More importantly, to reduce their number to hundreds actually damages the metaphor of mutants as an analogue to today’s multicultural and varied social landscape: if mutants are hidden around every corner and incurring the hatred of many humans in every corner of society, their potency as allegory is increased dramatically. If they become an international obscurity rather than a subculture, then their relevance is diminished. While I absolutely applaud Marvel’s willingness to shake up its status quo (the depowered mutants include Xavier and Magneto), their passion is misguided in this case. A major crossover is orchestrated to achieve an irrelevant end.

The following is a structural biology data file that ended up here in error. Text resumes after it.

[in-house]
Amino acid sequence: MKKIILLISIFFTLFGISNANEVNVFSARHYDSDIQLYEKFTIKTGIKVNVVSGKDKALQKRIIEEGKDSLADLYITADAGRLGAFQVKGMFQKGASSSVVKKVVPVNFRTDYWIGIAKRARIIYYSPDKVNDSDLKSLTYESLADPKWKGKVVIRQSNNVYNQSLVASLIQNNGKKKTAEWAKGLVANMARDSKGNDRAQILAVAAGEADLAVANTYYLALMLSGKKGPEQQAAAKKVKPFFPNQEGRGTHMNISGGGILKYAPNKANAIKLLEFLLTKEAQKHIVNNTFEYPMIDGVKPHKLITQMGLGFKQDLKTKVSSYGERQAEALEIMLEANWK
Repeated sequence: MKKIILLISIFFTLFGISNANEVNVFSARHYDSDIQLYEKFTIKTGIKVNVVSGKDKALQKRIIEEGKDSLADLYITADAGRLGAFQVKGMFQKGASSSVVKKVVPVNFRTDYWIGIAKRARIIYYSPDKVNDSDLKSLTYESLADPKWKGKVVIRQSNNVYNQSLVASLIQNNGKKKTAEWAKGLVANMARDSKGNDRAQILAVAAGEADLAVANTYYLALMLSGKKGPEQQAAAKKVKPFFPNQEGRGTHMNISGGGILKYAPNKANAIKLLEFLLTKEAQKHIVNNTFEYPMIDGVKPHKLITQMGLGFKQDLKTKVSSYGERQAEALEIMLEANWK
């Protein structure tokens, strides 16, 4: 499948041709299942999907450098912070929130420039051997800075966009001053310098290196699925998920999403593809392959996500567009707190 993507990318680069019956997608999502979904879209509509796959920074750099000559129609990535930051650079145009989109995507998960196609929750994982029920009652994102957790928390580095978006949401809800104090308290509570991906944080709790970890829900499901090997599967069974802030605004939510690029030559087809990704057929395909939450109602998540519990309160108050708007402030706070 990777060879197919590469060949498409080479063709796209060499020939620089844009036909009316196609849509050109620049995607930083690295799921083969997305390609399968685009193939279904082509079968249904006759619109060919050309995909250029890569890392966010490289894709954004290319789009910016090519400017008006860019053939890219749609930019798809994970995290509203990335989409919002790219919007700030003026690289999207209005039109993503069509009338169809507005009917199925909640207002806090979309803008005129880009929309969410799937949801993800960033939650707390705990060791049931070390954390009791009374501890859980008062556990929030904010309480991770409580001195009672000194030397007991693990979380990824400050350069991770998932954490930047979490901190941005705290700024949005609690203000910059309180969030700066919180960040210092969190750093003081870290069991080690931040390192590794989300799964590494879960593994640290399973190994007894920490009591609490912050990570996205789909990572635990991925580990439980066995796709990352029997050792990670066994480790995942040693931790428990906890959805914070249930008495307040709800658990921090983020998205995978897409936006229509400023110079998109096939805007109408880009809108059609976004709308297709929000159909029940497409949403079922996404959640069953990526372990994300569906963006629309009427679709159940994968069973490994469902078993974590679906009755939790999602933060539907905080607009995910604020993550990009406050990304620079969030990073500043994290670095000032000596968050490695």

It’s this sound and fury to signify nothing that contributes to my ambivalence about Marvel these days. After spending my teenage years a devoted X-Men fan who basked in the generation-defining takeover of Marvel by Quesada and Bill Jemas and the quality and integrity that they helped to return to my beloved characters, it’s strange to feel so coldly towards them. But then I remember that it’s not the characters that I’ve distanced myself from, merely their current incarnations (although I’ll admit a greater malaise about their now unavoidably indefinite nature). The ubiquity of trade collections only offers more reason to shy away from keeping up with the flimsy pamphlet installments of these stories and enduring a process of trial and error with my finances. Collected editions now ensure that I can dip into the treats that Marvel does offer at my leisure with the benefit of critical feedback (Ultimates 2 and Ed Brubaker and Michael Lark’s Daredevil are current favourites, and I hear great things about Nextwave). But the monthly draw of these characters has now passed as I move on to the greater and wider potential of the comics medium and the multitude of genres it offers. But the classic runs of the X-Men, Spider-Man, and Daredevil, the glorious early years of the Ultimate line, and other storytelling achievements of Marvel over the last forty years will be treasures that I’ll revisit for years to come. And when it appears in trade, you can bet that I’ll check out this year’s opus Civil War, centring on an ideological issue and featuring such genuine bombshells as Spider-Man unmasking himself to the public – I’ll definitely be keeping my toe in these waters… just no longer as a Marvel zombie.